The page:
UK, US forces repel 21 drones and missiles in ‘largest attack’ yet by Houthis

British defense secretary, noting terror group is backed by Iran, says assaults are illegal and ‘completely unacceptable,’ warns of consequences if they continue

Illustrative: An Egyptian watches the British destroyer HMS Diamond pass through the Suez Canal as it sails from the Red Sea toward the Mediterranean, on December 2, 2012. (AFP)
Illustrative: An Egyptian watches the British destroyer HMS Diamond pass through the Suez Canal as it sails from the Red Sea toward the Mediterranean, on December 2, 2012. (AFP)

US and UK forces have shot down 21 drones and missiles over the Red Sea launched by Yemen’s Houthis, in what London branded Wednesday the “largest attack” yet by the Iran-backed group.

The Western allies’ warships and planes took out 18 drones and three missiles in their latest Red Sea military intervention on Tuesday, the US military said.

HMS Diamond, a British destroyer, intervened with “her guns and Sea Viper missiles” after the drones were “heading for her and commercial shipping in the area,” UK Defense Secretary Grant Shapps said.

It comes a week after 12 nations led by the United States warned the Houthis of consequences unless they immediately halted firing on commercial vessels in the busy international shipping corridor.

The Houthis say they are targeting Israeli-linked vessels in support of Palestinians in Gaza, where Israel is battling terror group Hamas.

“Overnight, HMS Diamond, along with US warships, successfully repelled the largest attack from the Iranian-backed Houthis in the Red Sea to date,” Shapps said in a statement.

“The UK alongside allies have previously made clear that these illegal attacks are completely unacceptable and if continued the Houthis will bear the consequences.

“We will take the action needed to protect innocent lives and the global economy,” he vowed.

Britain’s Defence Secretary Grant Shapps speaks during a press conference in London, December 11, 2023. (Kirsty Wigglesworth/AP)

The US Central Command (CENTCOM) said the Houthis had launched “a complex attack of Iranian designed one-way attack UAVs,” as well as firing anti-ship cruise missiles and an anti-ship ballistic missile from Houthi-controlled areas of Yemen.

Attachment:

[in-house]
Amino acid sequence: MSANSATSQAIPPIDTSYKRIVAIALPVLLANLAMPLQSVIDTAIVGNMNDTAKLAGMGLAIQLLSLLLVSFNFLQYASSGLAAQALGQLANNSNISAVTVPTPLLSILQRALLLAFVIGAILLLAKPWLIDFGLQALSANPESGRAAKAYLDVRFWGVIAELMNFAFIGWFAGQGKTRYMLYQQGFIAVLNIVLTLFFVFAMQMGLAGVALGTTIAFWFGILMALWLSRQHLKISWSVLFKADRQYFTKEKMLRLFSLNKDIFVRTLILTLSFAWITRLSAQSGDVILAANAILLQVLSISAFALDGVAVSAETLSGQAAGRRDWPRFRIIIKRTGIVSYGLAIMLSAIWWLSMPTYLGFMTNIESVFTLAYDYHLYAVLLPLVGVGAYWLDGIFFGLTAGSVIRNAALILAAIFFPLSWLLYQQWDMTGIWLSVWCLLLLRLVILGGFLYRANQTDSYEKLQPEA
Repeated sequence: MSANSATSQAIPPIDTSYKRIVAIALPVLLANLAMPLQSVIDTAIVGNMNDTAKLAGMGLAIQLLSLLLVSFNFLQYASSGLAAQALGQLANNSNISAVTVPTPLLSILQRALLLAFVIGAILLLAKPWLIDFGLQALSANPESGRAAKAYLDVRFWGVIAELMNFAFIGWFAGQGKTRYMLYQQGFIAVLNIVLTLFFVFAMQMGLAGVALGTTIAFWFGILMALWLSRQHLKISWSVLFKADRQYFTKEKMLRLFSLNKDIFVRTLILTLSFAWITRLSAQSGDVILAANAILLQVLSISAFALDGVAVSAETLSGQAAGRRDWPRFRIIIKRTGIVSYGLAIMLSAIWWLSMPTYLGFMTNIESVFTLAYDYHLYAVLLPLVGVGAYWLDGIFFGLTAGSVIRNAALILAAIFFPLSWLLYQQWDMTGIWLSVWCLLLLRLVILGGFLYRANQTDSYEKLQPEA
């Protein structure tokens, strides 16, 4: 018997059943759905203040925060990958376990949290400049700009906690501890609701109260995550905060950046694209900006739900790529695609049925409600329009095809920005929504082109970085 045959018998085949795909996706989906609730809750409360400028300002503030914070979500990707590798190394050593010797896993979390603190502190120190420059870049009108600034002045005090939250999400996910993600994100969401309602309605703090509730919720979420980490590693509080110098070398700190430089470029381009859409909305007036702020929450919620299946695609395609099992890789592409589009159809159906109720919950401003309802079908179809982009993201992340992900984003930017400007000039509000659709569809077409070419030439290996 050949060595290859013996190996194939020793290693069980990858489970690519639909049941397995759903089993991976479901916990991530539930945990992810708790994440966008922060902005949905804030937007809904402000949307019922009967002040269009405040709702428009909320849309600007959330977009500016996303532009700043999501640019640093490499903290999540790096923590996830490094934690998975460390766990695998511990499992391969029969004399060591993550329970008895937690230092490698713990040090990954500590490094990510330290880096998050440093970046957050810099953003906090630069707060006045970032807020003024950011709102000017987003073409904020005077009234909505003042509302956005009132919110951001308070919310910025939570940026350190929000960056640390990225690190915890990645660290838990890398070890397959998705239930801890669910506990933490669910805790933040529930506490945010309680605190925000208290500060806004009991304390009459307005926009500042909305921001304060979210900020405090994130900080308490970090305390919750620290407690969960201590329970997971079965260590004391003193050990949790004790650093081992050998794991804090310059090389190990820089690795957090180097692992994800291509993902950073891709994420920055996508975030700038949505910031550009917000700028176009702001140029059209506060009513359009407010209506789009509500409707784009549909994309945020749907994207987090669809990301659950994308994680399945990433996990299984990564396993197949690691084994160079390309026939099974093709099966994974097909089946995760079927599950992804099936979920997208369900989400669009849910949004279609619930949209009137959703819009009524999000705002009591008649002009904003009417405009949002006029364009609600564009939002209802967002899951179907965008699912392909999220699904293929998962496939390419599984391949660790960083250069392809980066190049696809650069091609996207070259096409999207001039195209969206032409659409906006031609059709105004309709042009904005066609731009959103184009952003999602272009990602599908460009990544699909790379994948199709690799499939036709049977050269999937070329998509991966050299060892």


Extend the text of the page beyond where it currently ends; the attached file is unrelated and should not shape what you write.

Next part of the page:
They were downed by a combination of F/A-18 warplanes, operating from the USS Dwight D. Eisenhower aircraft carrier, three American destroyers and the British naval vessel, CENTCOM said.


The incident is the latest since the US set up a multinational naval task force last month to protect Red Sea shipping from Houthi attacks, which are endangering a transit route that carries up to 12 percent of global trade.

CENTCOM said US forces shot down a drone launched from Yemen over the weekend, while Vice Admiral Brad Cooper said the Houthis had launched an explosives-laden sea drone into shipping lanes last week — the first time they had used such a weapon in the current conflict.

The Houthis — who control much of Yemen — are part of the “axis of resistance” of groups arrayed against Israel.

The Israel-Hamas conflict began when the Palestinian terror group carried out a devastating cross-border attack from Gaza on October 7 that killed around 1,200 people, mostly civilians. The 3,000 terrorists who burst into Israel across the border also abducted at least 240 people, most of whom remain as hostages in Gaza.

Iran-backed Houthis in Yemen publish a video showing how the group hijacked an Israeli-linked shipping vessel in the Red Sea on November 20, 2023. (Screen capture/X)

The Hamas-run health ministry in Gaza says over 23,000 people have been killed in the fighting, though these figures cannot be independently verified, and are believed to include both civilians and Hamas members killed in Gaza, including as a consequence of terror groups’ own rocket misfires. The IDF says it has killed over 8,500 operatives in Gaza, in addition to some 1,000 terrorists inside Israel on October 7.

The war has sparked widespread anger in the Middle East, and armed groups across the region that are opposed to Israel have used the growing death toll as an excuse to carry out attacks.

US forces in Iraq and Syria have also repeatedly come under fire from drone and rocket attacks that Washington says are being carried out by Iran-backed armed groups.

Last week, the United States carried out a strike in Baghdad that killed a pro-Iran commander who it said was involved in attacks on American forces — a move that infuriated the Iraqi government.

The violence in Iraq and Syria and the continued attacks by the Houthis have raised fears of a broader regional conflict directly involving Iran — a worst-case scenario that Washington is desperately seeking to avoid.

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